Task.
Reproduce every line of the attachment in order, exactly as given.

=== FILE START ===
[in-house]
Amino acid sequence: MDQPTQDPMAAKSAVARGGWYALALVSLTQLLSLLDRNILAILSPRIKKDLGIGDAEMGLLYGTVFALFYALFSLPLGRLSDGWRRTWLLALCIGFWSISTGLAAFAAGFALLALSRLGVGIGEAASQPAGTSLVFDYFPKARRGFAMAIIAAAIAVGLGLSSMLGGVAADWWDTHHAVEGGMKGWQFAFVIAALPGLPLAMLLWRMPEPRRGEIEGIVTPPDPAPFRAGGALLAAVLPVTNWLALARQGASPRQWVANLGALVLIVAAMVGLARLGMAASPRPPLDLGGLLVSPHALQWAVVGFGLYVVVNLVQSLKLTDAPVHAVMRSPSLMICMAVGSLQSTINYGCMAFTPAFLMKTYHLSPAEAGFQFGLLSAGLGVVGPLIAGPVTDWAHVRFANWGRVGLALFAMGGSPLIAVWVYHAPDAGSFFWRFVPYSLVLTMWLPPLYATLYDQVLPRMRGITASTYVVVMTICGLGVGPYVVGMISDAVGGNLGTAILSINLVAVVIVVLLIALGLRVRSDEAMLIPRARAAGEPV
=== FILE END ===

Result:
[in-house]
Amino acid sequence: MDQPTQDPMAAKSAVARGGWYALALVSLTQLLSLLDRNILAILSPRIKKDLGIGDAEMGLLYGTVFALFYALFSLPLGRLSDGWRRTWLLALCIGFWSISTGLAAFAAGFALLALSRLGVGIGEAASQPAGTSLVFDYFPKARRGFAMAIIAAAIAVGLGLSSMLGGVAADWWDTHHAVEGGMKGWQFAFVIAALPGLPLAMLLWRMPEPRRGEIEGIVTPPDPAPFRAGGALLAAVLPVTNWLALARQGASPRQWVANLGALVLIVAAMVGLARLGMAASPRPPLDLGGLLVSPHALQWAVVGFGLYVVVNLVQSLKLTDAPVHAVMRSPSLMICMAVGSLQSTINYGCMAFTPAFLMKTYHLSPAEAGFQFGLLSAGLGVVGPLIAGPVTDWAHVRFANWGRVGLALFAMGGSPLIAVWVYHAPDAGSFFWRFVPYSLVLTMWLPPLYATLYDQVLPRMRGITASTYVVVMTICGLGVGPYVVGMISDAVGGNLGTAILSINLVAVVIVVLLIALGLRVRSDEAMLIPRARAAGEPV